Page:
The Brazilian tradition of grilling is called churroasco (and it is pronounced shoe-HAS-ko). The tradition of churroasco has been practiced in Latin America for a long time. Since about the 1950’s it’s been here too. Tucanos brings that tradition to Salt Lake City with flair! Customers can be active in their dining by choosing the cuts of meat that they like best and, instead of struggling to get the attention of the server (we’ve all had to do it at busy, great restaurants) Tucanos uses a ‘Tucanos cue’. The idea, which is kid of ingenious, is for customers to turn their cue red side up to get their server’s attention and black side up to let them know that everything is just fine. And here, with grilled options like lobster, bacon wrapped filet mignon and beef, patrons can always find something good! There are some delicious authentic Brazilian appetizers too and for more authentic options from Brazil, customers can have a Brazilian Lemonade. There’s also the ‘Rio de Janeiro’ drink…or is it a dessert? Passion fruit, lemon-line and ice cream make this drink a great addition to your evening. At prices you can afford and an ambiance that you can’t miss, Tucanos Brazilian Grill is worth a night out!
With nods from USA Today, CBS News, and The Washington Post, Rodizio Grill has made a name for itself as an authentic Brazilian charrascuria?a South American?style rotisserie. Founded by S?o Paolo?born Ivan Utrera, the cuisine comprises of select cuts of meat, which are slow-roasted on a spit and then skewered. It also featured seafood selections, grilled pineapple, and unlimited trips to an award-winning salad bar with over 40 items. Gauchos?also known as Brazilian cowboys?bustle about the restaurant, bringing unlimited slices of tender meat to diners who can also grab fresh vegetables and appetizers at the salad bar.
A hibachi meal at Tokyo Japanese Steakhouse begins with the chef joining guests at tables with inset grills. Standing feet from diners, the chef socializes with them while slicing and dicing chicken, lobster, steak, salmon, and veggies. Food sizzles atop the grill before being tossed onto plates and into diners? mouths and hand puppets' mouths. Another up-close dining experience occurs when customers sit at the sushi bar and watch as chefs create rolls with fillings like sliced tuna, cream cheese, and dollops of eel sauce. The eatery?s expansive menu also includes a variety of dishes made in the kitchen, from tempura and gyoza appetizers to chicken slathered in teriyaki sauce or tucked into piles of fried rice.
Christopher’s Seafood & Prime Steak House uses only optimum 21-day-aged USDA prime handcut beef, seafood that’s flown in daily from around the world, and locally sourced produce to engineer upscale and elegant eats. The dinner menu bursts at the seams with hearty hand-cuts of meat, such as the 16-ounce New York strip ($43) or the "kings crown," boasting an 8-ounce filet mignon topped with a quarter-pound of king crab ($43). Seafood seekers can drop culinary cargo nets into stomach shipholds with oceanic options including spicy plum-glazed sockeye salmon ($25) and fresh ahi tuna ($28). Other Neptunian nourishment includes the "by sea" tasting plate, a Davy Jones' high-school locker-full of calamari, coconut shrimp, crab-stuffed mushrooms, and lobster corn-dogs ($16). Midday meal-seekers can peruse Christopher’s lunchtime menu, featuring creamy New England clam chowder ($5–$8) and a spicy blue cheese burger ($9).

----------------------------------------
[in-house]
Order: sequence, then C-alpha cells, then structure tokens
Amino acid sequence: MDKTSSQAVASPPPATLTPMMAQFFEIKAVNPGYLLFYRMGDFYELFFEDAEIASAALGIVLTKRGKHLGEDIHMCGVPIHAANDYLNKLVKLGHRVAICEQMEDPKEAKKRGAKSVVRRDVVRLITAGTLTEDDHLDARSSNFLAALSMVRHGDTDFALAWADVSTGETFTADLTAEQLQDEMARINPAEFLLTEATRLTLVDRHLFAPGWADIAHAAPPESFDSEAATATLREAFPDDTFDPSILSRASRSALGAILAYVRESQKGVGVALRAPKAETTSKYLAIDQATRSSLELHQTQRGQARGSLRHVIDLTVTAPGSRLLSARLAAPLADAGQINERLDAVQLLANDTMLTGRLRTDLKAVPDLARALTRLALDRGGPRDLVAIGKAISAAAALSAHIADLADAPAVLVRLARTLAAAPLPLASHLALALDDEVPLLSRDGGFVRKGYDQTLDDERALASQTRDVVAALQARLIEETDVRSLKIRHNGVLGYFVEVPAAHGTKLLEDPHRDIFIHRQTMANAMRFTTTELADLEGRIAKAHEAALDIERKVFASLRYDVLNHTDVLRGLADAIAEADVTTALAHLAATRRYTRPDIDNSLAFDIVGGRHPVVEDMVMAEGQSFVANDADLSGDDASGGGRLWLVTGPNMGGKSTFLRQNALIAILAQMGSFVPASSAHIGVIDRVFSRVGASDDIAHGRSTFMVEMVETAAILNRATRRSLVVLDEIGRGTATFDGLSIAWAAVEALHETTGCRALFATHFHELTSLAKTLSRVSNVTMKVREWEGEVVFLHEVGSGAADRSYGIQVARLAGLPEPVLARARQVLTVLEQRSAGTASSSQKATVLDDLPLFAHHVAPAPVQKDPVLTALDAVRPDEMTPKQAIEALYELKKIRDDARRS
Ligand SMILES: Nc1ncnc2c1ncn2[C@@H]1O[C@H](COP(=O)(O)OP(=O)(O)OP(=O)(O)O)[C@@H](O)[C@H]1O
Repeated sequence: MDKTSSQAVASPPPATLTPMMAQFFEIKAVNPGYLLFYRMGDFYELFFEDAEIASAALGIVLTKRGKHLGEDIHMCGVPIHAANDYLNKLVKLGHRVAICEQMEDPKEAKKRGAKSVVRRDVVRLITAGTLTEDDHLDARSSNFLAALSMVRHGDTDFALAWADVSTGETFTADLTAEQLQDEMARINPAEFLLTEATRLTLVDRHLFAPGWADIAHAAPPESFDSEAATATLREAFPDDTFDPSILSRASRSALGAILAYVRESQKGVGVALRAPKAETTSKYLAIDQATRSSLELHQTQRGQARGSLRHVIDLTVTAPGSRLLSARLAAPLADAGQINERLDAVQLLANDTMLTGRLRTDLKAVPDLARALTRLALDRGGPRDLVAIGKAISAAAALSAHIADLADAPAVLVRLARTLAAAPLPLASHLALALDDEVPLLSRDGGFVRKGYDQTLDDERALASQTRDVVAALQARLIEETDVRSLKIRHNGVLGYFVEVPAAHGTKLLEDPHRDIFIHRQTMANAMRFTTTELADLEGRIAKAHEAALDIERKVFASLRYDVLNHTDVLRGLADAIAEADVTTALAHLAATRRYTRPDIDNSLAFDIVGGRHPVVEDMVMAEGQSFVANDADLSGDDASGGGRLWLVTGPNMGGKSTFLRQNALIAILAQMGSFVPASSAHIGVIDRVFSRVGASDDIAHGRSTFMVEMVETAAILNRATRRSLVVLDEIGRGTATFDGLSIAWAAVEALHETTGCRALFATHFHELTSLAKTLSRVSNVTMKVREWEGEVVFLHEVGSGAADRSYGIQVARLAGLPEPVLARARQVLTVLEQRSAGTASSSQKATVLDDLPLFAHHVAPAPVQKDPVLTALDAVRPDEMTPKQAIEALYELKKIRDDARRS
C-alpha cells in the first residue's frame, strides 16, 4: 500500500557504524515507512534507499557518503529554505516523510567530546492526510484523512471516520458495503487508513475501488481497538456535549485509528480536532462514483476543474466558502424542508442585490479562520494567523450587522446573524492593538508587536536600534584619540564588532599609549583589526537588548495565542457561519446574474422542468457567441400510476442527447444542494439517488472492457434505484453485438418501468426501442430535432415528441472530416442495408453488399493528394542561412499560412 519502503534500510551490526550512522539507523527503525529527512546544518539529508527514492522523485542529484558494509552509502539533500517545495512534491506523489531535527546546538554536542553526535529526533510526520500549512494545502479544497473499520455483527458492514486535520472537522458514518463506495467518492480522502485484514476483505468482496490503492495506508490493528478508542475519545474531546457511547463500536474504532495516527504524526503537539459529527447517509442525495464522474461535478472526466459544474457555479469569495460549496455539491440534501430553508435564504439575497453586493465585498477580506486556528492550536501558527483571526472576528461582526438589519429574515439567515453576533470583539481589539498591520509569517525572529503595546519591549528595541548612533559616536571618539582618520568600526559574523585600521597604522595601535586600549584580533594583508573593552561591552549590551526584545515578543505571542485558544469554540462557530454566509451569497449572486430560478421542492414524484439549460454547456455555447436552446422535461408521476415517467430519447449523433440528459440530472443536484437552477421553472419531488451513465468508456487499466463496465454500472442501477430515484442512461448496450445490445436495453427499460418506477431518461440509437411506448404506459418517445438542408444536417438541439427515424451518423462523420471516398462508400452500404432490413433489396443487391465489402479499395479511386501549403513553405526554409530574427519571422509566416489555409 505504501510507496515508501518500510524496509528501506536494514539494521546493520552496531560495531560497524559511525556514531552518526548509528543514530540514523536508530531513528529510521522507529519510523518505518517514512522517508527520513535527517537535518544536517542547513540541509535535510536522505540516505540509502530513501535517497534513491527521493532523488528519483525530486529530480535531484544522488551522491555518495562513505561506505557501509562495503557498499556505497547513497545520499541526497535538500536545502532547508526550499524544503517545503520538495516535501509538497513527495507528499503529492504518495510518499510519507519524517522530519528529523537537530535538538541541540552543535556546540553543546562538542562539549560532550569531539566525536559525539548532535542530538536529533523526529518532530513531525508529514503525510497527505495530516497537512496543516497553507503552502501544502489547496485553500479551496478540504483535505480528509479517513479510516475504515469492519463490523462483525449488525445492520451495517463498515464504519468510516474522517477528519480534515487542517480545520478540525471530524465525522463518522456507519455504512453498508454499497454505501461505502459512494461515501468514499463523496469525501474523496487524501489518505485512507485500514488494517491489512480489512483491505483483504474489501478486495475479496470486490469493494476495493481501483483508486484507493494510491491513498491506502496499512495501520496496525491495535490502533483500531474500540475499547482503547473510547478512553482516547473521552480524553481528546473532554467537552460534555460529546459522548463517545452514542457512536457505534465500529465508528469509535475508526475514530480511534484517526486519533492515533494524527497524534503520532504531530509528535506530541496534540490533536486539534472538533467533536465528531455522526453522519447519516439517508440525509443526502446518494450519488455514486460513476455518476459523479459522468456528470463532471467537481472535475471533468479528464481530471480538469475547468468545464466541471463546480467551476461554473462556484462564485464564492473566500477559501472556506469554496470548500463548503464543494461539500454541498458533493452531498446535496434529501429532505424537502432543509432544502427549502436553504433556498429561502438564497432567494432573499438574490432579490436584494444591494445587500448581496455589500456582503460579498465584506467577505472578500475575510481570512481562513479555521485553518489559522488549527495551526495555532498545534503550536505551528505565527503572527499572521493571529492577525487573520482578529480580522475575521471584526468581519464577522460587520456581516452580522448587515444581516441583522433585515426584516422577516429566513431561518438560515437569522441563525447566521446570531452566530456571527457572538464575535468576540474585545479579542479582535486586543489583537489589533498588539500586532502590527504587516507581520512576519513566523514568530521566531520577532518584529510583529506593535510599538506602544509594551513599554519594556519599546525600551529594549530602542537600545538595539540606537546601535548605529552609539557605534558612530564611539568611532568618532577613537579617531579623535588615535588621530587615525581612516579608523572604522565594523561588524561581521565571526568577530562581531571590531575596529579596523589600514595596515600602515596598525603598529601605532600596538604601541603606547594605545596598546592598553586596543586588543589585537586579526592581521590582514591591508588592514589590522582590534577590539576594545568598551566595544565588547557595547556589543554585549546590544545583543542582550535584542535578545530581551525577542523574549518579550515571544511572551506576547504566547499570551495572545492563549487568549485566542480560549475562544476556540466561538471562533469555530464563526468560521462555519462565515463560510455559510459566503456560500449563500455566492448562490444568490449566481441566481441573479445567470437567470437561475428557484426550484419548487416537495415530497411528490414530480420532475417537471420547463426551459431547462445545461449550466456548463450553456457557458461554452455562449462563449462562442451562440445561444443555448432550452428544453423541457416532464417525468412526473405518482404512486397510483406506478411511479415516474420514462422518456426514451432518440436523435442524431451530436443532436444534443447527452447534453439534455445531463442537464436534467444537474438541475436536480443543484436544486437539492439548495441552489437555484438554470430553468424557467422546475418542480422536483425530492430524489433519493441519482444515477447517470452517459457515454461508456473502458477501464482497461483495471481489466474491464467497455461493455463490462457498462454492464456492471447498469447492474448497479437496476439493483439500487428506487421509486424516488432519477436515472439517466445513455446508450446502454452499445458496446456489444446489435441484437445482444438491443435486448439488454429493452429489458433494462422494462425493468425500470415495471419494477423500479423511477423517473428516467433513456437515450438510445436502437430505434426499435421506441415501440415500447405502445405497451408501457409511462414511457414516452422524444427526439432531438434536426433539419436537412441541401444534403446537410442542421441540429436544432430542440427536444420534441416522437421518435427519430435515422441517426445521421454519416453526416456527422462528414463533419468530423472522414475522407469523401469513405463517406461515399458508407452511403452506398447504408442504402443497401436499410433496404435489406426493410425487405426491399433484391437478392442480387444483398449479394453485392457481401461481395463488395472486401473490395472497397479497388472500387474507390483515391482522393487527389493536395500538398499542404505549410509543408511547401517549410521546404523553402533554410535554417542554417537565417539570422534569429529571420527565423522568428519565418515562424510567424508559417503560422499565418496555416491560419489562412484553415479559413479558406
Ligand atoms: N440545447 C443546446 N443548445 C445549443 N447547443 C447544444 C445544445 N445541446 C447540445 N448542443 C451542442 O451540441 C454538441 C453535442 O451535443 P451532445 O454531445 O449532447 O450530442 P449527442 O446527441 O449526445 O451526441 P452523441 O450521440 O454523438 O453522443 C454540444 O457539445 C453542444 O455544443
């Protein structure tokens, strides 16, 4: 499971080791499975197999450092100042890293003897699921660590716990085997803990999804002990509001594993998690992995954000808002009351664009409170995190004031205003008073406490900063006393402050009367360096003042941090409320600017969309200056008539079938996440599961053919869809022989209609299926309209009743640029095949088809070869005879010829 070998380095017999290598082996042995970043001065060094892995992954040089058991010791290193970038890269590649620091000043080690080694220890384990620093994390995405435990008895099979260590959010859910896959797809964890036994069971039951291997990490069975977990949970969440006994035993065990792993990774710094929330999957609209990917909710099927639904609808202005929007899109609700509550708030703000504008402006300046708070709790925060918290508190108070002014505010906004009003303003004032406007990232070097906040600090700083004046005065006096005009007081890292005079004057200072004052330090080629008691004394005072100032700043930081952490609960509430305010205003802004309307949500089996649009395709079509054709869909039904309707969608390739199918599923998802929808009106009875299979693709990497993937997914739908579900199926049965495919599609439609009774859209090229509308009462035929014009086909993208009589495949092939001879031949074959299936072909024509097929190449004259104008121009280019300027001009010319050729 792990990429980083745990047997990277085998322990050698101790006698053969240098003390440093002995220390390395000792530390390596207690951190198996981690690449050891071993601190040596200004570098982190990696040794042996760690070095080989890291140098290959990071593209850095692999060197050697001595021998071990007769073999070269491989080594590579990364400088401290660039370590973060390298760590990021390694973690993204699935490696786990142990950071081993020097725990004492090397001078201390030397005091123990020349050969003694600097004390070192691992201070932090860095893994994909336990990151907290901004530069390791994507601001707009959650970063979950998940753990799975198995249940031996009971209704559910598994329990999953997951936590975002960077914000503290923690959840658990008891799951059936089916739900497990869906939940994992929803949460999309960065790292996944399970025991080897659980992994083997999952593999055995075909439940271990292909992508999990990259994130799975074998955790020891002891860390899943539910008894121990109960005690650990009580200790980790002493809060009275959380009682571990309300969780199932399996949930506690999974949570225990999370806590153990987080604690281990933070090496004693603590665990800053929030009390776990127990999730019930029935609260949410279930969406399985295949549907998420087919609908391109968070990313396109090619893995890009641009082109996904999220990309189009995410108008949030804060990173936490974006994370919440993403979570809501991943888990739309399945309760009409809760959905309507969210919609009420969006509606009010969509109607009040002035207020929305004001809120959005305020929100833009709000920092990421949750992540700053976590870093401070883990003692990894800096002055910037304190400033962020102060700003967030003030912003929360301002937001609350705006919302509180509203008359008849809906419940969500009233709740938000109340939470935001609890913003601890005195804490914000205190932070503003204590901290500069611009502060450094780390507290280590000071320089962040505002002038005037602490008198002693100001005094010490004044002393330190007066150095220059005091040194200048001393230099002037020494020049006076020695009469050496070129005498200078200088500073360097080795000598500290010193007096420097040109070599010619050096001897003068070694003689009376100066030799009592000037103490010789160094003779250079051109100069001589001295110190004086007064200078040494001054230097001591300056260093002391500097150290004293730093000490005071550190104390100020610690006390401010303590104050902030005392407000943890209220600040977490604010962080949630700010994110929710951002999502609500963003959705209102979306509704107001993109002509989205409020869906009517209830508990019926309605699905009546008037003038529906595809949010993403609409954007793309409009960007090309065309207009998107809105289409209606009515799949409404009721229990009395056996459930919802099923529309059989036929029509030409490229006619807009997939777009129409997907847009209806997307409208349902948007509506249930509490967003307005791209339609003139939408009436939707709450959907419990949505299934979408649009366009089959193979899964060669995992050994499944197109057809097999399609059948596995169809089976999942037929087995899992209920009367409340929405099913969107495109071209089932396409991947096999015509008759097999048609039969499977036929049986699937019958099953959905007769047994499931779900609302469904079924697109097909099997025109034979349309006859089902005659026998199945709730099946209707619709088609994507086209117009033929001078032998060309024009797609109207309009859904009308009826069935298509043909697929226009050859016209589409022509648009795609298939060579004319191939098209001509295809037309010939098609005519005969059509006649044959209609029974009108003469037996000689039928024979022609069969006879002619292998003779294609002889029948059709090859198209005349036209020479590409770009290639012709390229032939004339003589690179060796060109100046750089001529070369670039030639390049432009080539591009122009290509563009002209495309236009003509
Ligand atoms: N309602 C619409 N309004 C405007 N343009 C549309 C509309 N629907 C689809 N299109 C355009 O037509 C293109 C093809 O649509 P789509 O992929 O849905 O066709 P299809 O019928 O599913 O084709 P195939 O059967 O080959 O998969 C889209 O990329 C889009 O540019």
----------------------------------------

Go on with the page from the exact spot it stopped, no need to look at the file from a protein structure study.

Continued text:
After selling his Brazilian import store, Brazilian-born J.R. Lopez opened Braza Grill, a rodizio-style steak house reminiscent of the barbecue restaurants in his home country. Servers tote skewers loaded with pork sausage, garlic-infused tenderloin, and other meats from table to table, offering unlimited portions and variety to hungry diners. An open fire pit cooks the bacon-wrapped chicken and pork loins along with pineapples for a sweet sidekick. Patrons can stretch their legs and nonchalantly loosen their belts during trips to the hot and cold buffet stocked with pastas, salads, and a brazilian black-bean stew called feijoada, according to CityWeekly.
At Dry Creek Steakhouse, beef is king, and that king's name is Angus. Working with certified Angus steaks, chefs introduce filet mignon, new york strip, and choice sirloin to the waiting flames of their grill. These cooked-to-order cuts form the backbone of the menu, but they're not the only delicious preparations that await diners. Rich pastas, inventive chicken dishes, and seafood including Atlantic salmon and Maine lobster occupy their own indulgent corners of the expansive menu.